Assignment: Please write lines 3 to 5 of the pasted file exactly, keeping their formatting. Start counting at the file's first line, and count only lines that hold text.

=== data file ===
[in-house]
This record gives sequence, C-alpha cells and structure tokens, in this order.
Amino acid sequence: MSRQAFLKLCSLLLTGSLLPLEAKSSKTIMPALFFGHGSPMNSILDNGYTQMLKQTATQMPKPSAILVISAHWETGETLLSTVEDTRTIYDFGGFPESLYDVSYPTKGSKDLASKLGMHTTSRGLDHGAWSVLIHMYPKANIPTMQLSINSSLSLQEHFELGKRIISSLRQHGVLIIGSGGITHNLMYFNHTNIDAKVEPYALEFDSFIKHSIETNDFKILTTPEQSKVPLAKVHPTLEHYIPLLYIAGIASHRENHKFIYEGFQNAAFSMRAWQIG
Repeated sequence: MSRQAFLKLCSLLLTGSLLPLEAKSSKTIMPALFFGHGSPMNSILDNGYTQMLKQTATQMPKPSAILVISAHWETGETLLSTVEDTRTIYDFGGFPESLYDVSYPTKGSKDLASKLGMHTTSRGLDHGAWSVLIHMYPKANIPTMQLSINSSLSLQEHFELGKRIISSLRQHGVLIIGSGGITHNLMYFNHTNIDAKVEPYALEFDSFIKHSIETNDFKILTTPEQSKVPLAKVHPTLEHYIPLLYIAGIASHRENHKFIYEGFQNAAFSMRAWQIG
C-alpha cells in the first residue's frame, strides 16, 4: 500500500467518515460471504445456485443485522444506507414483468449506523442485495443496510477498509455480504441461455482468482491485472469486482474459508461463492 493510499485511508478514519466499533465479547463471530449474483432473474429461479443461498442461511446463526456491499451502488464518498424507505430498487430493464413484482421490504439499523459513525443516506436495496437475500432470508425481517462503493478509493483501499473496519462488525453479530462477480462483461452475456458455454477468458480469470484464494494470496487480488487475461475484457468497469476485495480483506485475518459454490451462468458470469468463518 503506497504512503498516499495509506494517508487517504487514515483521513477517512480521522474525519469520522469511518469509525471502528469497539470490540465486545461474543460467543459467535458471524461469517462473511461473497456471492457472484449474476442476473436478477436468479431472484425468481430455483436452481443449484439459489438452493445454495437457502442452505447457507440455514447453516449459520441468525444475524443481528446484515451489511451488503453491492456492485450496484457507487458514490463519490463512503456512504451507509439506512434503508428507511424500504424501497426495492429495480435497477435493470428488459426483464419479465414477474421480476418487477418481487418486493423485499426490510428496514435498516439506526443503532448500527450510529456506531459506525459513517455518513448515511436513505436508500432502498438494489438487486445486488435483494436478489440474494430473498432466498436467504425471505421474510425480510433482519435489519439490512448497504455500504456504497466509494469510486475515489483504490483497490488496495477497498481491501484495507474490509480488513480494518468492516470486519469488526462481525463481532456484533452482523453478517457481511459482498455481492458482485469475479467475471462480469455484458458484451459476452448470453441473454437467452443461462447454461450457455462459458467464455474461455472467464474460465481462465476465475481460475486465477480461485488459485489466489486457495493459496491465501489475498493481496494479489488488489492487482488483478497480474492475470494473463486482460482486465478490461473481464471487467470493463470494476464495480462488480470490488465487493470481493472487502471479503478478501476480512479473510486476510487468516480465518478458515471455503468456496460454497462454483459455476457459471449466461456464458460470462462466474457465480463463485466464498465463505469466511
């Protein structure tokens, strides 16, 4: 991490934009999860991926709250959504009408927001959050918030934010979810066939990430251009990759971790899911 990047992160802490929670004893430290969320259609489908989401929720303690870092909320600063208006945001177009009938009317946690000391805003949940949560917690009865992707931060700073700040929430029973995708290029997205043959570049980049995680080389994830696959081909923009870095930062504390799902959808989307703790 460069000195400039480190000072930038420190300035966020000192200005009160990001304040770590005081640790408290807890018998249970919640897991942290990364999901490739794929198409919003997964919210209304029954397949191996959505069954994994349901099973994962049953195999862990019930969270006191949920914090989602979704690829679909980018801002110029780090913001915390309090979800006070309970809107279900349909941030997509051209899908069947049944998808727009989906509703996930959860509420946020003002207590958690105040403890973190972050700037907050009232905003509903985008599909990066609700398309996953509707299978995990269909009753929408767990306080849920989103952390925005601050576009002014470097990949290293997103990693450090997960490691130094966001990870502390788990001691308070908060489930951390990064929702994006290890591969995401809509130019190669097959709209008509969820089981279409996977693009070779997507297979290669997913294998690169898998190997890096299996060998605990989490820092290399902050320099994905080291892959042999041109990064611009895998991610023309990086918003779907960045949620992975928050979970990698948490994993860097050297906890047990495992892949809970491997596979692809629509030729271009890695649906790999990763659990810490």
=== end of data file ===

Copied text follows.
Amino acid sequence: MSRQAFLKLCSLLLTGSLLPLEAKSSKTIMPALFFGHGSPMNSILDNGYTQMLKQTATQMPKPSAILVISAHWETGETLLSTVEDTRTIYDFGGFPESLYDVSYPTKGSKDLASKLGMHTTSRGLDHGAWSVLIHMYPKANIPTMQLSINSSLSLQEHFELGKRIISSLRQHGVLIIGSGGITHNLMYFNHTNIDAKVEPYALEFDSFIKHSIETNDFKILTTPEQSKVPLAKVHPTLEHYIPLLYIAGIASHRENHKFIYEGFQNAAFSMRAWQIG
Repeated sequence: MSRQAFLKLCSLLLTGSLLPLEAKSSKTIMPALFFGHGSPMNSILDNGYTQMLKQTATQMPKPSAILVISAHWETGETLLSTVEDTRTIYDFGGFPESLYDVSYPTKGSKDLASKLGMHTTSRGLDHGAWSVLIHMYPKANIPTMQLSINSSLSLQEHFELGKRIISSLRQHGVLIIGSGGITHNLMYFNHTNIDAKVEPYALEFDSFIKHSIETNDFKILTTPEQSKVPLAKVHPTLEHYIPLLYIAGIASHRENHKFIYEGFQNAAFSMRAWQIG
C-alpha cells in the first residue's frame, strides 16, 4: 500500500467518515460471504445456485443485522444506507414483468449506523442485495443496510477498509455480504441461455482468482491485472469486482474459508461463492 493510499485511508478514519466499533465479547463471530449474483432473474429461479443461498442461511446463526456491499451502488464518498424507505430498487430493464413484482421490504439499523459513525443516506436495496437475500432470508425481517462503493478509493483501499473496519462488525453479530462477480462483461452475456458455454477468458480469470484464494494470496487480488487475461475484457468497469476485495480483506485475518459454490451462468458470469468463518 503506497504512503498516499495509506494517508487517504487514515483521513477517512480521522474525519469520522469511518469509525471502528469497539470490540465486545461474543460467543459467535458471524461469517462473511461473497456471492457472484449474476442476473436478477436468479431472484425468481430455483436452481443449484439459489438452493445454495437457502442452505447457507440455514447453516449459520441468525444475524443481528446484515451489511451488503453491492456492485450496484457507487458514490463519490463512503456512504451507509439506512434503508428507511424500504424501497426495492429495480435497477435493470428488459426483464419479465414477474421480476418487477418481487418486493423485499426490510428496514435498516439506526443503532448500527450510529456506531459506525459513517455518513448515511436513505436508500432502498438494489438487486445486488435483494436478489440474494430473498432466498436467504425471505421474510425480510433482519435489519439490512448497504455500504456504497466509494469510486475515489483504490483497490488496495477497498481491501484495507474490509480488513480494518468492516470486519469488526462481525463481532456484533452482523453478517457481511459482498455481492458482485469475479467475471462480469455484458458484451459476452448470453441473454437467452443461462447454461450457455462459458467464455474461455472467464474460465481462465476465475481460475486465477480461485488459485489466489486457495493459496491465501489475498493481496494479489488488489492487482488483478497480474492475470494473463486482460482486465478490461473481464471487467470493463470494476464495480462488480470490488465487493470481493472487502471479503478478501476480512479473510486476510487468516480465518478458515471455503468456496460454497462454483459455476457459471449466461456464458460470462462466474457465480463463485466464498465463505469466511